Glass Lake by Maeve Binchy

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This well-plotted novel also contains a gentle lesson - the price we pay for getting what we want may be tragically high.
-Sun Sentinel


An incandescent novel of love, obsession, and the secrets that take root in the human heart, by the author of The Copper Beech and Circle Of Friends. Lough Glass is at the heart and soul of the namesake town clinging to its shore. They say that if you go out on St. Agnes' Eve and look into the lake at sunset you can see your future. But beneath its serene surface, the lake harbors secrets as dark and unfathomable as the beautiful woman who night after night walks beside its waters. Lough Glass is home to Kit McMahon, in a way it will never be to her lovely mother, Helen, who does not fit in with the ways of the people of Lough Glass, and who found an unlikely mate in the genial pharmacist Martin McMahon. Kit adores her mother, but can't escape the picture of her, alone at the kitchen table, tears streaming down her face... or walking alone by the glass lake. Then one terrible night Martin's boat is found drifting upside down in the lake. The night Helen is lost. The night Kit discovers a letter on Martin's pillow and burns it, unopened, in the grate. The night everything changes forever.

From the Hardcover edition.

About Maeve Binchy

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Maeve Binchy is the author of numerous best-selling books, including her most recent novel, Whitethorn Woods, in addition to Nights of Rain and Stars, Quentins, Scarlet Feather, Circle of Friends, and Tara Road, which was an Oprah Book Club selection. She has written for Gourmet; O, The Oprah Magazine; and Good Housekeeping, among other publications. She and her husband, Gordon Snell, live in Dalkey, Ireland, and London.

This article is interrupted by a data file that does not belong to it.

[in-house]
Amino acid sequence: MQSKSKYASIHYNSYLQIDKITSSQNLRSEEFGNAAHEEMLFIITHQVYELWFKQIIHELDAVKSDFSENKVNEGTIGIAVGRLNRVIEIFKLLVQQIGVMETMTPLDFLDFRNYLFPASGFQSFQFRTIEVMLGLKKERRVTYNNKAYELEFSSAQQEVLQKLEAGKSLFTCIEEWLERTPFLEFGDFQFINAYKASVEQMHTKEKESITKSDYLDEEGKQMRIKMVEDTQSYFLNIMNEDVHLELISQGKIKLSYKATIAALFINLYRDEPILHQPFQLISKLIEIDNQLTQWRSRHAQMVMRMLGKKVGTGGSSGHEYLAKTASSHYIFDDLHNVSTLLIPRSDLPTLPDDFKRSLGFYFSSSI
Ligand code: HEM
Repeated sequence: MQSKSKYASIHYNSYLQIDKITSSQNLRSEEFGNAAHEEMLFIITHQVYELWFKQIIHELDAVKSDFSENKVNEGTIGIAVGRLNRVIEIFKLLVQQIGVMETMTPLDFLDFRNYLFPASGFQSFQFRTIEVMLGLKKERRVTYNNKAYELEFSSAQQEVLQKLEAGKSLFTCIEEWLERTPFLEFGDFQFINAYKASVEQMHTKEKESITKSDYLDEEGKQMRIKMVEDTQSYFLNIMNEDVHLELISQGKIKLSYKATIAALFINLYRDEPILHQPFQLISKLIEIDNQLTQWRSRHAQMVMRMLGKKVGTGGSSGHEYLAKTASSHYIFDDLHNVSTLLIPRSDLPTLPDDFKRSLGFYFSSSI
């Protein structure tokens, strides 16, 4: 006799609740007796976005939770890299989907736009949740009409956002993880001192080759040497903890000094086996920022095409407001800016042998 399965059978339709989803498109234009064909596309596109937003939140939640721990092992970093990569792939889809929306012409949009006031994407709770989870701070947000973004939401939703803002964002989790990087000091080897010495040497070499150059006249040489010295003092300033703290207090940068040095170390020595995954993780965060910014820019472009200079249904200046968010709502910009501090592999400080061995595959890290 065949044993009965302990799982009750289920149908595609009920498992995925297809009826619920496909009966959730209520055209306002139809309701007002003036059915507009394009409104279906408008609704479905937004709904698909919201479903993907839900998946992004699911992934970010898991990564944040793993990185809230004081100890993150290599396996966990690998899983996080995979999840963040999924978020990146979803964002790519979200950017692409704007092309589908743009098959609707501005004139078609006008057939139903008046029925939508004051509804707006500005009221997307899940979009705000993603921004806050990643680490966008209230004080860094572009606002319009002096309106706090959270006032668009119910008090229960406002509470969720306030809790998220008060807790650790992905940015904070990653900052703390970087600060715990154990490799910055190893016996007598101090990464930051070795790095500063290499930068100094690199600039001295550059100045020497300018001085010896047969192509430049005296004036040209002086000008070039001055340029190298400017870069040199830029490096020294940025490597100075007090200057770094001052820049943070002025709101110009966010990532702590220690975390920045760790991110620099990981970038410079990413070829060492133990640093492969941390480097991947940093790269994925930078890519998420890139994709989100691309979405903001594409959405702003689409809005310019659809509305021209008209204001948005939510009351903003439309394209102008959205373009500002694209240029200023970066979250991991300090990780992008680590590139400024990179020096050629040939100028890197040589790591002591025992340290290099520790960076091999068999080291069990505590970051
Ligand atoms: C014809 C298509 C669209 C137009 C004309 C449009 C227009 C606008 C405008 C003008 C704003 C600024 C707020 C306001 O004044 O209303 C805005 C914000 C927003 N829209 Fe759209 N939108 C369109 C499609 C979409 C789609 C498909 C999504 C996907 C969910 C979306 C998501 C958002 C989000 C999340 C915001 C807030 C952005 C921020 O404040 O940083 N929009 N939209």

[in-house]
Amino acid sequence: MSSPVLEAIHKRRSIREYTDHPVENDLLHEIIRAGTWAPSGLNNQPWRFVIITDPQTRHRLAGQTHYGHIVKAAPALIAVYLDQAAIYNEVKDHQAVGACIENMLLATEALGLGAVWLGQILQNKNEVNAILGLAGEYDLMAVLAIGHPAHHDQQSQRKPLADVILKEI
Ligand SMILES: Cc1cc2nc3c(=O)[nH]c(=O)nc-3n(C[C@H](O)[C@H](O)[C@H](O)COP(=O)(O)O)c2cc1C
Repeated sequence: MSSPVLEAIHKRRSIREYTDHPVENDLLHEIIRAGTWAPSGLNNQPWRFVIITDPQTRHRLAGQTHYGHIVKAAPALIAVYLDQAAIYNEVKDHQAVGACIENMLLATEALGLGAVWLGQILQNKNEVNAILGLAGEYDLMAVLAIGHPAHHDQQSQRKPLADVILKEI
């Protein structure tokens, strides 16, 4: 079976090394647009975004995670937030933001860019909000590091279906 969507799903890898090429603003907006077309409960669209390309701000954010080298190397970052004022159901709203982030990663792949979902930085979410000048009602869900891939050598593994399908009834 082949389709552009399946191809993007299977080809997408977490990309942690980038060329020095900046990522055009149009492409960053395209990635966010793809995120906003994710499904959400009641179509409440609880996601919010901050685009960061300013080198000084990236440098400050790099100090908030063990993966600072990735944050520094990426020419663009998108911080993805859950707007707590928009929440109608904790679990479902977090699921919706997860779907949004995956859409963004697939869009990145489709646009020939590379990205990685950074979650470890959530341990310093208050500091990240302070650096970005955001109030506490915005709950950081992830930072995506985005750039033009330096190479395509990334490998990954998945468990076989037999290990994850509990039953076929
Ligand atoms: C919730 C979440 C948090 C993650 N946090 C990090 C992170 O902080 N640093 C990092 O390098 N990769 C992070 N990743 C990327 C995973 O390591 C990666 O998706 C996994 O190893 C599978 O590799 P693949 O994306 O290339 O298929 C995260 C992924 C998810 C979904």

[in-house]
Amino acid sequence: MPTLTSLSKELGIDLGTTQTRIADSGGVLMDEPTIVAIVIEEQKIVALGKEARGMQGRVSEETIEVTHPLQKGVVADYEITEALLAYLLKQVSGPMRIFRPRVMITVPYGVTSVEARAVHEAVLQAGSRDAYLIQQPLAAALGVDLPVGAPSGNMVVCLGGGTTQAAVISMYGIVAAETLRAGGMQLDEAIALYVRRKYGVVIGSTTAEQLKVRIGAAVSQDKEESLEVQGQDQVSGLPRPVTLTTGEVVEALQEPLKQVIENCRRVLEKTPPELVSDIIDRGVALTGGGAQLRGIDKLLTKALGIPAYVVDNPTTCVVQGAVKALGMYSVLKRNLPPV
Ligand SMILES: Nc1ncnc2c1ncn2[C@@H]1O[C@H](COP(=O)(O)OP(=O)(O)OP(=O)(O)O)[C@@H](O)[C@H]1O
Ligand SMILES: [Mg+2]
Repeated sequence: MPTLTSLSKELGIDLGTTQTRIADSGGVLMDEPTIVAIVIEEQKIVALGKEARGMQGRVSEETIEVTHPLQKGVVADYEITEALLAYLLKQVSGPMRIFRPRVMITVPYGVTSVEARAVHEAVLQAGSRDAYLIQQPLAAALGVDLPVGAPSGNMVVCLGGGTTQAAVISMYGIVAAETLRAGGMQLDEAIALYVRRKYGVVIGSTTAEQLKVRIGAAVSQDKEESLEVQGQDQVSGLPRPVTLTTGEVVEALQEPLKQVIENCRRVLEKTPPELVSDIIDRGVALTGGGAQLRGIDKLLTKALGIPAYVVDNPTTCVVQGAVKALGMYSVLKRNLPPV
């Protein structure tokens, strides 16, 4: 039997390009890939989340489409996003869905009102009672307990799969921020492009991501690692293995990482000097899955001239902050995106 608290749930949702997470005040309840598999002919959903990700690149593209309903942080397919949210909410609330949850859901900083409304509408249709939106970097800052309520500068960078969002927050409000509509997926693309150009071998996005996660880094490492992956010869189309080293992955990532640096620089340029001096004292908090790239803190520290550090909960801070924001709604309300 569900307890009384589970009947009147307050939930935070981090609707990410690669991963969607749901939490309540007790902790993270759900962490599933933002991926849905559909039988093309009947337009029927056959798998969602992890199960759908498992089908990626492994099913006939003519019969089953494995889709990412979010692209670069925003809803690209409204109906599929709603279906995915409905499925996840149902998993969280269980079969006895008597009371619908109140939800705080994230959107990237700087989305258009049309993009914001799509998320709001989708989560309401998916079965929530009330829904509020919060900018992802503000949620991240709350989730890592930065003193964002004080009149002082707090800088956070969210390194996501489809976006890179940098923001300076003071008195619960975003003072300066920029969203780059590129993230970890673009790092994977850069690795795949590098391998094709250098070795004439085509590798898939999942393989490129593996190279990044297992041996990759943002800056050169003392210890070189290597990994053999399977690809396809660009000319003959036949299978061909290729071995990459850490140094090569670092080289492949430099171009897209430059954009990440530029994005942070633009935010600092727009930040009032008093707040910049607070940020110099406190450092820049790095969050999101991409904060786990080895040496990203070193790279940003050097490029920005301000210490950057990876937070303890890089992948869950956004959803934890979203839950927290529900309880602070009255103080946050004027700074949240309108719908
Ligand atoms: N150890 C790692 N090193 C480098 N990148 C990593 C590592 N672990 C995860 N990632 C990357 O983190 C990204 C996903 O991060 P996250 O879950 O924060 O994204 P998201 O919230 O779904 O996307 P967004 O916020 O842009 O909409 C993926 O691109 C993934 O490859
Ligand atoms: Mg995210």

Published September 4, 2007 by Dell. 770 pages
Genres: Literature & Fiction, Romance, Crafts, Hobbies & Home, Mystery, Thriller & Suspense, Health, Fitness & Dieting, Political & Social Sciences. Fiction
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Critic reviews for Glass Lake
All: 4 | Positive: 3 | Negative: 1


Above average
Reviewed by Kirkus Reviews on May 20 2010

The only genuinely touching tale here is that of a hermit nun who listens, as others can't, to the still, small voice of compassion. Top-heavy with coincidence, improbables, and sentiment.

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Publishers Weekly

Above average
Reviewed by Publishers Weekly on Jan 30 2008

If some aspects of the plot are contrived and the narrative overtold, the richness of Binchy's characters makes these drawbacks easy to forgive. A weeper of an ending brings this compelling saga to an unforgettable climax.

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Suite 101

Above average
Reviewed by Caroline Trent-Gurbuz on Oct 05 2011

The Glass Lake is a soft, comfortable read, one with which it is easy to become involved. However, Binchy has a tendency to be long-winded, and The Glass Lake would have been a better novel had it been 200 pages shorter.

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Sun Sentinel

Above average
Reviewed by MARY H. DANFORTH on Jun 04 2008

This well-plotted novel also contains a gentle lesson - the price we pay for getting what we want may be tragically high.

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